Once upon a time, in the state of Louisiana, there was a beautiful freshwater lake called Lake Peigneur. It was about 10 feet deep, and covered about 10 square miles. It was a popular place to go fishing, and there was a botanical garden called Live Oak on its shores.
Unfortunately, humans, being what they are, couldn’t leave well enough alone. There was also a salt dome beneath the lake, and therefore the Diamond Crystal Salt Company created a salt mine there in 1919. Well, there’s no question that we all need salt to survive. But we’ve gotten it into our heads that we need oil to survive as well. That mistaken idea is what caused the Lake Peigneur disaster in 1980.
You see, Texaco had decided that drilling for oil on Lake Peigneur would be a financial boon to that company, because, you know, “drill, baby, drill.” And so they did. But due to a foolish miscalculation, they accidentally drilled right into the salt dome itself.
It’s really rather astonishing what happens when you drill a 14 inch wide hole through the floor of a lake and into a huge empty cavern below. Check out this history channel video that tells you all about it. The first thing that happened was that the drilling platform tilted, and the Texaco employees barely escaped with their lives. Then the salt mine began to fill with water, but thanks to an excellent evacuation plan, all 55 miners managed to escape as well.
Soon, that hole had turned into a whirlpool, and the entire drilling platform disappeared into what had been just 10 feet of water only moments before. Soon to follow were 11 barges and a tugboat that had been floating nearby. With them went trees, and 65 acres of land, including the botanical garden.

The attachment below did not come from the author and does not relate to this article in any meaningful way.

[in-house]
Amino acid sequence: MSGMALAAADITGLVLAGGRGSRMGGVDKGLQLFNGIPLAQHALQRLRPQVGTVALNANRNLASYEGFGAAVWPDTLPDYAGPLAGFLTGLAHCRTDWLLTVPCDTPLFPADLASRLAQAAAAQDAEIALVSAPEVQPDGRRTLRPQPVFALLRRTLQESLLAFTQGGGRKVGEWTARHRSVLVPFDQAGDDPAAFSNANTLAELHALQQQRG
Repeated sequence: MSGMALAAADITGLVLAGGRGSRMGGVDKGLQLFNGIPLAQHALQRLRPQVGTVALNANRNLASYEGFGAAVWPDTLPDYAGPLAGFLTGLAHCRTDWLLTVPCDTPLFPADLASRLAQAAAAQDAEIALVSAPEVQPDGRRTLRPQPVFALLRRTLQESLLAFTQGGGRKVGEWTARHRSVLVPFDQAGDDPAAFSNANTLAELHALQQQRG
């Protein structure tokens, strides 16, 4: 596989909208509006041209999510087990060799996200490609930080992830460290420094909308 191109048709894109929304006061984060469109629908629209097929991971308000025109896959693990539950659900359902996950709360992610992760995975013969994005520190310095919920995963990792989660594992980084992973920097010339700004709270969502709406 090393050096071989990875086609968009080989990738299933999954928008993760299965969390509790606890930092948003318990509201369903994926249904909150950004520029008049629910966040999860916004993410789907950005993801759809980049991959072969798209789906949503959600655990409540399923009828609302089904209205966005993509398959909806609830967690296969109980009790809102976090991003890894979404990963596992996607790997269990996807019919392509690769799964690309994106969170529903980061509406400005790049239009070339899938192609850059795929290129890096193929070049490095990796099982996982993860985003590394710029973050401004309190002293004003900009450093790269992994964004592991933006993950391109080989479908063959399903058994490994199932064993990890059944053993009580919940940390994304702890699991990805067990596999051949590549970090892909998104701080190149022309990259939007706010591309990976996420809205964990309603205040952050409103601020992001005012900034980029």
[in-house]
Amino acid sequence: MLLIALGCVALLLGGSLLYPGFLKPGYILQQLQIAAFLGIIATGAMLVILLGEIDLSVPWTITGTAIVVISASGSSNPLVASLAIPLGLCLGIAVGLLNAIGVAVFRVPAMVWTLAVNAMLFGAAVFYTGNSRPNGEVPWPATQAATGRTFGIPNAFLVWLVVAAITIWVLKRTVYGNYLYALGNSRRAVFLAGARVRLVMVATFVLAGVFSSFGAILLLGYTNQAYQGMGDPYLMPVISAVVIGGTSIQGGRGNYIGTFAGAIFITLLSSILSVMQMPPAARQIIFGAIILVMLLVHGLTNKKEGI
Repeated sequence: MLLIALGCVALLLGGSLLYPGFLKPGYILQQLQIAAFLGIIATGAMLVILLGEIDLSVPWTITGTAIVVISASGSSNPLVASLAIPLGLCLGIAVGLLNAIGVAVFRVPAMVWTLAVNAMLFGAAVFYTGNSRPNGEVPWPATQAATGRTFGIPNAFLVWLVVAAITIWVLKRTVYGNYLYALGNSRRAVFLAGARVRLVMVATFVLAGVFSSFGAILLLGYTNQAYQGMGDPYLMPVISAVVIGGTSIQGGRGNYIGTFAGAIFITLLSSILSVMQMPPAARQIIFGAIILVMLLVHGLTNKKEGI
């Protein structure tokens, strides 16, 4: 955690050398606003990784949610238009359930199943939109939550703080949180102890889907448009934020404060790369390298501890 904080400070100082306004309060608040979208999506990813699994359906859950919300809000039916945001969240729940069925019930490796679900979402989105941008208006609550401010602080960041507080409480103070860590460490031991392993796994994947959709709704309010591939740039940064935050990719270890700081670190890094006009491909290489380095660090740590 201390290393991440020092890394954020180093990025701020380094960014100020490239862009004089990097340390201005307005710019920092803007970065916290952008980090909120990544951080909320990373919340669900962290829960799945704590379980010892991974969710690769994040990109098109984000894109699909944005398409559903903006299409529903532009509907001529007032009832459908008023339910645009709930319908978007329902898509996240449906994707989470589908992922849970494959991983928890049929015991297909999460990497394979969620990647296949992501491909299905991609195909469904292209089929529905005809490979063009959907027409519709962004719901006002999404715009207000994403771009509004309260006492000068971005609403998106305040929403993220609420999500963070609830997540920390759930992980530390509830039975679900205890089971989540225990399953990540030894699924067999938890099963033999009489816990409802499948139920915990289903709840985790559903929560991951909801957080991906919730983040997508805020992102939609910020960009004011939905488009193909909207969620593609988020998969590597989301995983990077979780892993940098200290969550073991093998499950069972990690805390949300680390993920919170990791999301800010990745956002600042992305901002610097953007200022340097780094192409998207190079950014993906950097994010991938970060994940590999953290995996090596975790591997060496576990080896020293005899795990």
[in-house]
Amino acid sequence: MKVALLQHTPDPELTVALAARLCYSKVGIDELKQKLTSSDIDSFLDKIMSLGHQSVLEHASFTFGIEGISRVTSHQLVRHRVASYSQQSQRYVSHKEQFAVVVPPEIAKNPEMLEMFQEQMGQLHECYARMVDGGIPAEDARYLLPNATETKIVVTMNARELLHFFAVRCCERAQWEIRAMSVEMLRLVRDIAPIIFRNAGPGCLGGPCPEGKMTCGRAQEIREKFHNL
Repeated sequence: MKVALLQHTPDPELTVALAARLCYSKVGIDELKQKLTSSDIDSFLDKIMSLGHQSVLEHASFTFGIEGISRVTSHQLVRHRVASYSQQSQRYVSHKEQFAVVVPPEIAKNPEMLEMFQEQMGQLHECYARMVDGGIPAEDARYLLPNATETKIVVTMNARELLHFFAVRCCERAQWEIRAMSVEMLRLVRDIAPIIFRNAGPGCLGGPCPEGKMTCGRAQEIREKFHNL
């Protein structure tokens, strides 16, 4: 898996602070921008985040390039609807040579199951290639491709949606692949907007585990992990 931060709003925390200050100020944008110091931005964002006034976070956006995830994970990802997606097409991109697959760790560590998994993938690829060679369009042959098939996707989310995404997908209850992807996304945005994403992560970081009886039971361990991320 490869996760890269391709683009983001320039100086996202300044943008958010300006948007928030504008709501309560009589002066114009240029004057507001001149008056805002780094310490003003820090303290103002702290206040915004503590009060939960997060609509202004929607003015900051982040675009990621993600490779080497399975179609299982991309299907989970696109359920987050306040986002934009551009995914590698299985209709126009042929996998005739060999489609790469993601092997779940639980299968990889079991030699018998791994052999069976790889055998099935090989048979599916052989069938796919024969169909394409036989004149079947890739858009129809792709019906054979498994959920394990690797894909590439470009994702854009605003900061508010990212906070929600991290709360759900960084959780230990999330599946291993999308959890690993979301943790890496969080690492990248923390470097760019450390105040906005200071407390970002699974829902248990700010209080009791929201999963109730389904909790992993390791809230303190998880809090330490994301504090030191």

A fisherman who had been enjoying a tranquil day on the water only managed to survive because one of the barges temporarily blocked the hole and gave him just enough time to motor away and scramble to shore, only to watch his boat disappear along with, one assumes, the catch of the day.
Oh, but it gets worse. This maelstrom caused the Delcambre Canal, which usually drains out of the lake, to reverse course and empty brackish water into the void. For about a day, the lake was the site of Louisiana’s highest waterfall, measuring 164 feet. In addition, 400 foot geysers erupted, as the trapped air from the salt mine escaped.
It took two days for the water to stop rushing into the void. Once the pressure was equalized, 9 of the barges popped back up to the surface. The rest of what had been sucked in was never seen again.
Today, Lake Peigneur, once a 10 foot deep, fresh water lake, is now a 200 foot deep saltwater lake, with all the resulting ecological changes that that implies. You can still see a chimney sticking up from what remains of a house that sank below the waves, but other than that, you might never know there once was an environmental catastrophe here.
Oh, but it gets better. Texaco had to pay 32 million dollars to Diamond Crystal, and 12.8 million to Live Oak Gardens, which is a mere hand slap to such a large company. In exchange, they got to wait patiently for the news cycle to churn on so that their little oops would be forgotten and they could continue to rape mother nature in other locations. Because humans suck.
The salt mine, oddly enough, was able to continue operating until 1986, creating yet another cavern. There are several oil drilling operations nearby. And now, guess what? That cavern is being used as a storage facility for pressurized natural gas.
What could possibly go wrong?
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3 thoughts on “A Forgotten Catastrophe”
I came across your blog while looking for more info on this incident that was introduced to me by the great British quiz show QI. https://www.youtube.com/watch?v=rUCwR2JalZo
Your blog is great, so happy to have stumbled upon it.
Thank you so much, Sara! I’m glad you found it, and hope you’ll continue reading. 🙂